The story alternates among three groups of characters and their individual experiences. David, whose wife Eva is killed in a car accident shortly after the dead rise, and comes back to life in the morgue; Elvy and her granddaughter Flora and Elvy’s recently deceased husband Tore who shows up on their doorstep; and Mahler, a reporter who decides to exhume his beloved dead grandson.  

Mahler’s story in particular is the most emotionally engaging and elevates the book above normal zombie fare.  His grief for his grandson Elias is still fresh (Elias died from a fall off a balcony while trying to catch a ladybug).  Mahler realizes early on what is happening, and goes to the cemetery where Elias is buried, digs him up, and brings him home. Mahler’s daughter Anna, Elias’ mother, is appalled to see her son in this condition, since he has been dead for two months and looks it, but her motherly urges kick in and she and Mahler begin the task of not only keeping Elias hidden from the authorities, who are trying to round up the dead and put them in a holding cell, but bringing Elias back to his former state by feeding him salt water.

Like the shambling dead, the pace of the story was slow and lurching. I was on edge waiting for something horrific to happen, and it isn’t until near the end that we learn a dreadful truth:  the walking dead are meek and harmless as long as the citizens of Stockholm are thinking nice thoughts.  But when people become angry and start to threaten the dead, the dead strike back, and their true zombie nature comes out. The walking dead, you see, can communicate telepathically with the living. Once the anger and fear start spreading, things begin to quickly deteriorate, and patient readers will finally get the carnage they have come to expect from zombies.

In comparison to Handling the Undead, if I had reviewed Lindqvist’s vampire story Let Me In I would have given it five stars, so if you love vampire stories and the creepiness of Swedish novels, I highly recommend Let Me In, which is more atmospheric and dark, and has a more straight-forward narrative with less characters to contend with. Whether you read the novel or not, please consider watching the two movie versions, Swedish and American, which in my opinion are equally brilliant. The Swedish version, which was retitled Let the Right One In, should be watched with subtitles, rather than the dubbed cut which just sounds ridiculous. The American remake (which uses the original title) is just as good; in fact the two movies seem to have the exact same script and mirror each other scene for scene.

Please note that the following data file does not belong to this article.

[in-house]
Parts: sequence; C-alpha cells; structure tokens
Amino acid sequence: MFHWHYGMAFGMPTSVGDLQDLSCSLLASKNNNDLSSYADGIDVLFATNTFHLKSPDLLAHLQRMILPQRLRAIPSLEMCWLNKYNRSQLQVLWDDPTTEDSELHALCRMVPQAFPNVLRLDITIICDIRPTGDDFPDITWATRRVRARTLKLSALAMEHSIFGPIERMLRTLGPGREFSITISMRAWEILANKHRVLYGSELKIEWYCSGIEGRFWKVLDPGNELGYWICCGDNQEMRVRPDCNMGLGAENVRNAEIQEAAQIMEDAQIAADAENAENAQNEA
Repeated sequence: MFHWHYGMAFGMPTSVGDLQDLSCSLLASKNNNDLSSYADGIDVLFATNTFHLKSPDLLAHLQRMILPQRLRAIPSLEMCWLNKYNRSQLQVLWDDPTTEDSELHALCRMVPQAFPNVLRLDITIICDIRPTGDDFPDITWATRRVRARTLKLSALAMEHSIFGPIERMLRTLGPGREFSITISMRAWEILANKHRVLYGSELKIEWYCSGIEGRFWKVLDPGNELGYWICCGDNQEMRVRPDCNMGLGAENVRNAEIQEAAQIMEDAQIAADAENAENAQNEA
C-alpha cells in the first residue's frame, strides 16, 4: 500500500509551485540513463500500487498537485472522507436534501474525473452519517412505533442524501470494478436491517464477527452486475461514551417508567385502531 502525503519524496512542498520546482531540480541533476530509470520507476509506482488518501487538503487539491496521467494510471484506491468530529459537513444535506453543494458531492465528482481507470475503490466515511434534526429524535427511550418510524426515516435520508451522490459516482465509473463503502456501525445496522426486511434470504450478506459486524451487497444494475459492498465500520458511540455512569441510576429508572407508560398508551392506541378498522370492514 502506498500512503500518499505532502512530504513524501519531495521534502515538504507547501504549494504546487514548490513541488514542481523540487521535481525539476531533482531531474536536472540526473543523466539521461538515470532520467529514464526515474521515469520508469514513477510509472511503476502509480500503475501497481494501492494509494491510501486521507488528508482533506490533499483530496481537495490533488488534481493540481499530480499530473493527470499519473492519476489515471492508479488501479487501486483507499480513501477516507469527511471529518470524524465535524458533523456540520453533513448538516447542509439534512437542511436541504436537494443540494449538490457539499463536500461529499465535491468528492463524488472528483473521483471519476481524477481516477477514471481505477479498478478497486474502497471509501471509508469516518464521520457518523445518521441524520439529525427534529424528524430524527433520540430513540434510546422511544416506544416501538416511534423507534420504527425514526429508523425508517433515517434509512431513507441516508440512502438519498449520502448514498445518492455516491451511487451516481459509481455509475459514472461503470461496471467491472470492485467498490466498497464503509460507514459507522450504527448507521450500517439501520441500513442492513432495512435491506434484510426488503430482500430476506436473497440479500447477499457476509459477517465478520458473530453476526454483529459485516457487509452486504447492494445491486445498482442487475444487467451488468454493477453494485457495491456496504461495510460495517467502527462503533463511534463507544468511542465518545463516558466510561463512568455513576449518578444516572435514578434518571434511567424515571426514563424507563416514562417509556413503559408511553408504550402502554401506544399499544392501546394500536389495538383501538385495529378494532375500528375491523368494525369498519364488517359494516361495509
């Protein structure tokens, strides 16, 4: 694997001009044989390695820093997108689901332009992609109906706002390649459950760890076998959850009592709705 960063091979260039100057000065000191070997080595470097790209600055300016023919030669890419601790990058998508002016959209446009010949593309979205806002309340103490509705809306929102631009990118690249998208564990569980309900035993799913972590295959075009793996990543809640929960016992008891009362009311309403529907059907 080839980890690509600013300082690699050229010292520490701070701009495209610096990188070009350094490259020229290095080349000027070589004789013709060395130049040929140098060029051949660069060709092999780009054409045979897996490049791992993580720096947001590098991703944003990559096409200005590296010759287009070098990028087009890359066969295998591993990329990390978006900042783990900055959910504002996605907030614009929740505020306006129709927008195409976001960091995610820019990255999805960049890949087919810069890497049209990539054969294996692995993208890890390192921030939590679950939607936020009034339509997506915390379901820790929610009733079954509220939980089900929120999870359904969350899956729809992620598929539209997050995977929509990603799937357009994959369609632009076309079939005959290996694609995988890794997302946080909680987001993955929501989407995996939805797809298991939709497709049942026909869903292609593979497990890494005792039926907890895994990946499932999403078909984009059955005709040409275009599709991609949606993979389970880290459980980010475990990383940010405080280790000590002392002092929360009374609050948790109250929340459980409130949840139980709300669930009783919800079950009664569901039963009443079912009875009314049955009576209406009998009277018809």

Halloween is over for another year, but don’t let that stop you from indulging in some great horror, either in the form of a book or a movie. As for me, I will make sure to read Lindqvist’s next book as soon as it comes out…

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ZONE ONE by Colson Whitehead – Review

Let’s get this straight: Zone One is a zombie novel.  There is blood, viscera, various bodily fluids streaming through the gutters, dead men walking, and heads being blown off right and left.  There is terror and running away and hiding from the dead.  There is a dying world without electricity, ash-covered streets, and bleak prospects for all. But Zone One was not at all what I expected.  And in a good way.

Zone One takes place over a three-day period, as a motley crew of “sweepers” works the buildings of lower Manhattan to clear out the skels and stragglers that pocket the island. An unnamed catastrophe has rendered most of humanity zombies, and the humans left unaffected have banded together in various scattered groups to try to stop the dead.  Our  protagonist, Mark Spitz (whose nickname is explained mid-way through the novel), is part of a small band of sweepers whose job is to look for the remaining skels (the walking, shambling, dangerous dead) and stragglers (the dead that don’t move and are frozen in mid-activity, but are presumably harmless) that are left after an initial military sweep and exterminate them. As they move through the city’s skyscrapers, floor by floor, guns at the ready, the story skips from present to past and back as Mark Spitz remembers the terrifying events of “Last Night” and other significant moments since then.